one guy that trains dogs for police stated on internet that it is all the same,as long as the dog bites, hhmmm



good civil agression is genetic, cannot be trained in, or trained out of a dog, and unfortunately it is harder to find every day


by Centurian on 24 March 2018 - 13:03

Duke

That is what needs to be understood :

.........good civil agression is genetic, cannot be trained in, or trained out of a dog, and unfortunately it is harder to find every day........

And I will add ... in the dog world it is getting harder for people either to admit or recognize what civil is and is not . But their should be no reason for anyone not to understand ...

Aside from all the canine terminology .... reminds me of Lawyers that have established their own legal jargon that only serves to confuse people but not the Lawyer themselves. To understand canines and to understand what constitutes a civil canine and a not so civil canine is not all that difficult . What I will say to to those interested whether amateur or professional , put aside the dog lingo and just simply think .and put what you see about the dog in human terms because the reality it is in behavioral terms not all that different. I don't mean the difference between the two definitions in human terms civil meaning mannered . I mean what constitutes and what is normal behavior in the canine world , civil normal behavior and abnormal behavior deemed civil , is in essence no different than how you in like see a human in it's behavior. There is normal aggression , normal temperament , normal behavior in a human and that is not so different between dog and human alike . It's not all that complicated .... You can't make a person a 'fighter' , you can't make a person what is it not. If a dog bites a person without contextual reason or provocation .. most would agree this is not normal , if a person hits someone in the face or shoots someone without contextual reason or provocation , that is not normal ... neither the person nor the dog is sound. Again ... just because their is the canine lingo ,, that does not mean there should be la ck of understanding.. Again ..it's not all that complicated ....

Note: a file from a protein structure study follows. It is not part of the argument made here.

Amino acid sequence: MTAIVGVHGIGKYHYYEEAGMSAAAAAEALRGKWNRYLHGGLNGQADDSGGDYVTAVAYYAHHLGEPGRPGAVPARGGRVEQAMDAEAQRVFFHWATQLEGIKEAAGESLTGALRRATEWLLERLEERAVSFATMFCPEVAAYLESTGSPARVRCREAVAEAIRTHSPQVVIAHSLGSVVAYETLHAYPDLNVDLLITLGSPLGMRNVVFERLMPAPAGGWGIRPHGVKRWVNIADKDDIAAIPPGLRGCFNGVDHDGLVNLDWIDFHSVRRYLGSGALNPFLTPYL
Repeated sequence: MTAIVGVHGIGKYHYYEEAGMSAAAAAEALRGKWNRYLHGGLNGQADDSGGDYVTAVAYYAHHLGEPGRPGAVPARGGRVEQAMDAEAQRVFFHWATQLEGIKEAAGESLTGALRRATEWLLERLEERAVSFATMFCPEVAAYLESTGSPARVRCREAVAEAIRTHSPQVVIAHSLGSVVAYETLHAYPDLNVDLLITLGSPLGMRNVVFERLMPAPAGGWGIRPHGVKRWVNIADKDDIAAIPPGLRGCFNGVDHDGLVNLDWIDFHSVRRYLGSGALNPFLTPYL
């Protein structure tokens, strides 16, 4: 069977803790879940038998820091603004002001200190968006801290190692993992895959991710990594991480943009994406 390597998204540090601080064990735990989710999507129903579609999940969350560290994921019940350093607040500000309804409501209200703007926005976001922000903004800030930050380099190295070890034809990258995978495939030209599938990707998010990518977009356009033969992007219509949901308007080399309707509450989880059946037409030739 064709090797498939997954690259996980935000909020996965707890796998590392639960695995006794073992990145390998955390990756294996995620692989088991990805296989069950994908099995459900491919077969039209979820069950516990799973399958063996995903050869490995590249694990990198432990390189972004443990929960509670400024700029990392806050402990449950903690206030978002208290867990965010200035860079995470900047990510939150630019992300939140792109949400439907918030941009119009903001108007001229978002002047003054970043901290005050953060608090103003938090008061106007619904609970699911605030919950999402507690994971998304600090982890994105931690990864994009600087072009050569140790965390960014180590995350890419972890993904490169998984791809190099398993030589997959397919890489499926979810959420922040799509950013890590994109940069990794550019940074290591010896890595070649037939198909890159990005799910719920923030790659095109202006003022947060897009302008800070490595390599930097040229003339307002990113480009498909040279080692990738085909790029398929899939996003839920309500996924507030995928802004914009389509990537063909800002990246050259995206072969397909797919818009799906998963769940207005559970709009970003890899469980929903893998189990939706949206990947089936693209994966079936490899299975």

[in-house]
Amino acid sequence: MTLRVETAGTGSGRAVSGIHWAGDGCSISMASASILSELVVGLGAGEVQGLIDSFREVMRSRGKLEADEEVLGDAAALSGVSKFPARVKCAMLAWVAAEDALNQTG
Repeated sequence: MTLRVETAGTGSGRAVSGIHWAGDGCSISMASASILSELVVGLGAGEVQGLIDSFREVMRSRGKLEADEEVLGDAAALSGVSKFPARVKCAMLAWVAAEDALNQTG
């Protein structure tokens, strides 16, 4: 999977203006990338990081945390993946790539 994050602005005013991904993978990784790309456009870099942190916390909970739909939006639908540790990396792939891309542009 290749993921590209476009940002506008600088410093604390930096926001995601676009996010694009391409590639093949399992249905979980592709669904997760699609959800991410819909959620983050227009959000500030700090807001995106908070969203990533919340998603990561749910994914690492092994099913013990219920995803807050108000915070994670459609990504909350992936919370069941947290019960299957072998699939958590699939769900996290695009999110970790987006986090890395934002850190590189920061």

susie

by susie on 24 March 2018 - 22:03

Good civil aggression / bad civil aggression -
Civil aggression ( or not ) is one part of the overall character of a dog only.
The sum of a lot of single traits decides about "good" or "bad" ( always according to our personal goals ).

A civil dog with a very low threshold is not suitable in a family surrounding, but may be great for property protection.

Civility in itself is neither positive nor negative, it's about the degree of the sum of

Self confidence
Threshold
Suspicion
Possessivness
The ability to bond
and a lot more,

once again, always according to personal goals.

The perfect junk yard dog: very suspicious, low threshold ...

Fearbiters - no self confidence, very suspicious, low threshold, nothing anybody wants to own

The perfect family protector - social, medium to high threshold, medium to low suspicion, very self confident....
This dog may react a little late, but hopefully won't eat the neighbours children.

A lot of possibilities...